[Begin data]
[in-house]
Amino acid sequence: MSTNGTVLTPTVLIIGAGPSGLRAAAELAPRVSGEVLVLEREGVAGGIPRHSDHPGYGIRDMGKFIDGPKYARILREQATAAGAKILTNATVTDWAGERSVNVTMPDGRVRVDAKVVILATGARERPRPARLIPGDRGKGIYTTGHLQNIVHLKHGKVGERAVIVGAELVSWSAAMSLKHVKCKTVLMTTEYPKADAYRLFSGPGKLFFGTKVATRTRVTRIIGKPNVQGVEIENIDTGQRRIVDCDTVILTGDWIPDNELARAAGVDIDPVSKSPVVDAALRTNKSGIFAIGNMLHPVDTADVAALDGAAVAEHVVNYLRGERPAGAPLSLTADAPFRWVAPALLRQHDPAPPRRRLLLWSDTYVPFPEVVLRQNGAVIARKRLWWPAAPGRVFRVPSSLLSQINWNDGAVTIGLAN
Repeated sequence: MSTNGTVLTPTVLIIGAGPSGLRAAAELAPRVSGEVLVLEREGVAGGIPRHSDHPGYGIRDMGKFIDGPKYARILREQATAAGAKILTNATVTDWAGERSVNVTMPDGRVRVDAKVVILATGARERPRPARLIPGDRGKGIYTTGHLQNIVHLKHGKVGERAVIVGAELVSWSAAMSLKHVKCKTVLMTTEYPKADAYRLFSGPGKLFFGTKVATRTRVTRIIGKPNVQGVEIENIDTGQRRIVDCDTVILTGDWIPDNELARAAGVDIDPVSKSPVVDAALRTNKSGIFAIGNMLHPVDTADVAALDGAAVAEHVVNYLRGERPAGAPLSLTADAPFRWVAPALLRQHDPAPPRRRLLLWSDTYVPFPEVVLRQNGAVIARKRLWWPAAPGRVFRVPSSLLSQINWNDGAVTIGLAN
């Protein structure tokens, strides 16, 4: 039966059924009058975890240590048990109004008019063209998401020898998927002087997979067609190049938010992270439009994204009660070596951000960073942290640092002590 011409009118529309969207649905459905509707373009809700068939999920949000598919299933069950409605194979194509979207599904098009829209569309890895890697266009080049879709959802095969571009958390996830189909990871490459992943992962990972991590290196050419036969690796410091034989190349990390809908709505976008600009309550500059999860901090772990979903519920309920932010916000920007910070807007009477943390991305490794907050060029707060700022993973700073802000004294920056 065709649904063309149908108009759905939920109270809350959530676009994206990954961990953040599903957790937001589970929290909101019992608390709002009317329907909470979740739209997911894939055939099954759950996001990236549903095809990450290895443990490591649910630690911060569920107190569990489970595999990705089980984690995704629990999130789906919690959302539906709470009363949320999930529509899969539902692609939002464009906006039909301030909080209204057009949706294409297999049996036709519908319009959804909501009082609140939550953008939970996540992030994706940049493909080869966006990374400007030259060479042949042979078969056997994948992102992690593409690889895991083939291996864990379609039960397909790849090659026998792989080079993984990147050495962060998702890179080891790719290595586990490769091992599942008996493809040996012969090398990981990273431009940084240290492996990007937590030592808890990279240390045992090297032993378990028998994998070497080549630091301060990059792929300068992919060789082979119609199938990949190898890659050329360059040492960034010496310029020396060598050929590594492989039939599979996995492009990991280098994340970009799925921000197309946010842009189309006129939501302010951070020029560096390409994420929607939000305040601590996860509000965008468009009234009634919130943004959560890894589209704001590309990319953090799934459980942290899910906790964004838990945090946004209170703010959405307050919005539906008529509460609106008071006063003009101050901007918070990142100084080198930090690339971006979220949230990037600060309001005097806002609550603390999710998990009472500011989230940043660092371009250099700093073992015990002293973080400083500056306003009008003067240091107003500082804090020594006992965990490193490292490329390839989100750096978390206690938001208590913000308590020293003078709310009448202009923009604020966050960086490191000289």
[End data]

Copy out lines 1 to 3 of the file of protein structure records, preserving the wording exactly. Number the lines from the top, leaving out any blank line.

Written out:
[in-house]
Amino acid sequence: MSTNGTVLTPTVLIIGAGPSGLRAAAELAPRVSGEVLVLEREGVAGGIPRHSDHPGYGIRDMGKFIDGPKYARILREQATAAGAKILTNATVTDWAGERSVNVTMPDGRVRVDAKVVILATGARERPRPARLIPGDRGKGIYTTGHLQNIVHLKHGKVGERAVIVGAELVSWSAAMSLKHVKCKTVLMTTEYPKADAYRLFSGPGKLFFGTKVATRTRVTRIIGKPNVQGVEIENIDTGQRRIVDCDTVILTGDWIPDNELARAAGVDIDPVSKSPVVDAALRTNKSGIFAIGNMLHPVDTADVAALDGAAVAEHVVNYLRGERPAGAPLSLTADAPFRWVAPALLRQHDPAPPRRRLLLWSDTYVPFPEVVLRQNGAVIARKRLWWPAAPGRVFRVPSSLLSQINWNDGAVTIGLAN
Repeated sequence: MSTNGTVLTPTVLIIGAGPSGLRAAAELAPRVSGEVLVLEREGVAGGIPRHSDHPGYGIRDMGKFIDGPKYARILREQATAAGAKILTNATVTDWAGERSVNVTMPDGRVRVDAKVVILATGARERPRPARLIPGDRGKGIYTTGHLQNIVHLKHGKVGERAVIVGAELVSWSAAMSLKHVKCKTVLMTTEYPKADAYRLFSGPGKLFFGTKVATRTRVTRIIGKPNVQGVEIENIDTGQRRIVDCDTVILTGDWIPDNELARAAGVDIDPVSKSPVVDAALRTNKSGIFAIGNMLHPVDTADVAALDGAAVAEHVVNYLRGERPAGAPLSLTADAPFRWVAPALLRQHDPAPPRRRLLLWSDTYVPFPEVVLRQNGAVIARKRLWWPAAPGRVFRVPSSLLSQINWNDGAVTIGLAN